A day in the life of an apprentice – Zachary Coleman, Bradley Saul Solicitors
You don’t need a background in law to do a legal apprenticeship
I come from a very much performance and creative arts background rather than an academic one. I was always confident academically in school, but just found more of a passion for performing and creating. It’s difficult to know what you want to base your future around at that age, especially when academically the skills school currently teaches are rather general, and if you’re not interested in mathematics or science it’s hard to see an appeal to the academic world.
University never seemed quite right for me, especially working up all that debt in an area I wasn’t even certain I’d end up progressing in or even having passion for later on in life. I actually went through a whole variety of options trying to find the right one for me: I applied to join the Army as a Medical Support Officer, but unfortunately was turned down for medical reasons. I looked into Creative Writing, Drama, Performing Arts and Journalism Courses at University, and then later into Charity and Business Development Courses, and have done multiple volunteer projects for charity in the hopes of learning more about charity work and setting up charities.
Education combined with real world experience, what’s not to like?
I joined Bradley Saul Solicitors looking for an opportunity to further educate myself in an interesting field and learn more useful skills as well as gaining further academic knowledge, and after just a little while working at the office I had developed a keen interest in law and the apprenticeship seemed perfect: I had the opportunity to learn in an environment I knew I could work well in, whilst also earning money and gaining real world working experience.
With that in mind, who wouldn’t find an apprenticeship an attractive prospect? It was surprising to me: an academic area of study that wasn’t dull or tedious to me. Education combined with real world work and life experience: it’s as simple as that.
No two days as an apprentice are the same
I think a lot of people believe they have no interest in an office-type job because they’ve not encountered an area of work that appeals to them yet, having only been presented with a very limited and generally non-specific range.
I do whole range of work, really. It can be anything from answering the phone to drafting a legal document. I write a lot of letters, which requires an in-depth knowledge and understanding of the subject matter (in my case usually general legal knowledge combined with Private Client Law, specifically relating to Wills and Probate). I also deal with clients both on the phone and in person, which requires confidence, patience and people skills (particularly when a client will start a conversation under the impression I can answer any question to the same degree as the qualified solicitors I work for, which happens surprisingly often).
Apprenticeships are great way to gain a range of skills
In this way the job also demands a certain degree of detective work and acting, as you try to appear professional and understanding whilst simultaneously working out which department you might forward the client to, what their needs are, or even whether the firm can help them at all. As an apprentice and assistant, you often end up being the face of your office, as you may be the first face clients see as they walk through the door, or the first voice they hear on the phone. Keeping professional at all times is completely necessary.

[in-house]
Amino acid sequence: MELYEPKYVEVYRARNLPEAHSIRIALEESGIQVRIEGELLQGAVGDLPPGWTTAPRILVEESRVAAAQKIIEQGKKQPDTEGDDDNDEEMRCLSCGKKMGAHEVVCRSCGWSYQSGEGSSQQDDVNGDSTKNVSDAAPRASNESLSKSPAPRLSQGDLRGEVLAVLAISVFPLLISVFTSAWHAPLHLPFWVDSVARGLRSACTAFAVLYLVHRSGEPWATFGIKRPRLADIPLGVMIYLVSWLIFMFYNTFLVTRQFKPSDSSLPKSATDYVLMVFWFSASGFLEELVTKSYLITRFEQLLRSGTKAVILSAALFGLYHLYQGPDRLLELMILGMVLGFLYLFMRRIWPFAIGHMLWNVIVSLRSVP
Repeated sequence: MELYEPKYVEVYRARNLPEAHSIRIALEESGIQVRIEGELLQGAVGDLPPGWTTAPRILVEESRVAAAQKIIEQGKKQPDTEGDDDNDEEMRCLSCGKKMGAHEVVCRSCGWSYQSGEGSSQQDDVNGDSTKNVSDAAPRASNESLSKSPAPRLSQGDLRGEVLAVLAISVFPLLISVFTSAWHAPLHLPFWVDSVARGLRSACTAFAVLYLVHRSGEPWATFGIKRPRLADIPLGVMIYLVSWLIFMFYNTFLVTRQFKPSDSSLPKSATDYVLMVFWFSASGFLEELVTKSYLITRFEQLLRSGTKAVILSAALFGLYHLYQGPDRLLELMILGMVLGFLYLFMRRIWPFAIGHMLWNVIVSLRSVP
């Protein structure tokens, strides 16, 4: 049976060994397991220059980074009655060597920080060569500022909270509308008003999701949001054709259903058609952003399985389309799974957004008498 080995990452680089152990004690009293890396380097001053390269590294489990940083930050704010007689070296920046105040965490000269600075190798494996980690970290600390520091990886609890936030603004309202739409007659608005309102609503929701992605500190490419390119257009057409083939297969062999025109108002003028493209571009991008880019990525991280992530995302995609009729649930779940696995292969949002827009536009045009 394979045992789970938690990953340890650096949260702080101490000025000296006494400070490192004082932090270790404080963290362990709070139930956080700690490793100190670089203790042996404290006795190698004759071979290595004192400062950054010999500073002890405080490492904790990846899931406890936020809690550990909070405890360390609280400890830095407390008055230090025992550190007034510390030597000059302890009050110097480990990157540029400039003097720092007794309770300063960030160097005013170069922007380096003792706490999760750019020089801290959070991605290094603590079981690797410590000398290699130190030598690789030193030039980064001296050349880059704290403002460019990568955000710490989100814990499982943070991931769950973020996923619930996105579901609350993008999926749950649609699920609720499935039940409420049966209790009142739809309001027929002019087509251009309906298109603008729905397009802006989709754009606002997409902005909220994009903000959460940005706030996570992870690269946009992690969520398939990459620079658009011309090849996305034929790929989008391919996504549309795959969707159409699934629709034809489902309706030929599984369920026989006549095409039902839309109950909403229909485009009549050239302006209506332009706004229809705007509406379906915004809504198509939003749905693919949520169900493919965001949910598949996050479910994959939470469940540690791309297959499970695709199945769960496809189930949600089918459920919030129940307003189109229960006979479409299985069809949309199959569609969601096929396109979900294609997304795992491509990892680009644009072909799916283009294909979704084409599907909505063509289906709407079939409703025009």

The work is definitely interesting! There are some arduous tasks for sure: a lot of scanning and filing. But there are also a lot of interesting and bizarre laws and rules to get your head around, and legal documents you get to read and even draft. You meet a wide range of different people on the job, and the process of something that might seem quite simple from an outsider’s perspective can often be long and tricky to negotiate. There’s some very interesting and also some very rewarding work involved, and a lot of interesting stories to take home (which you immediately realise you can’t tell anyone because all the information is confidential).
I wouldn’t hesitate to recommend an apprenticeship
In short, it’s education and work experience and instead of working up a debt like you would at University, you get paid for the work you are doing. There are a large number of benefits to this style of learning, and really not a large amount of downsides (I certainly haven’t encountered any downsides).
I would and do recommend apprenticeships to anyone and everyone, assuming they can find one in an area they are interested in. It’s a very underrated and undervalued system.
Legal training can lead to many career paths
After my apprenticeship, I intend to run my own non-profit charitable organisation using the performing and creative arts to get people’s attention and focus on the current important causes of the world. My work experience and this apprenticeship are serving to give me the legal and business skills needed to set up your own organisation, whilst advancing my academic knowledge. It can be hard to earn a living from non-profit work, especially when starting out, and working in legal areas of work can be a stable and effective way to keep yourself going and acquire relevant and transferable skills.
Apprenticeships like this always have an obvious route into a specific career/line of work at the end of them, but they can also set you up for a wide range of other directions, career-wise. Taking an apprenticeship definitely doesn’t limit you in terms of options.
This article was published for National Apprenticeship Week 2017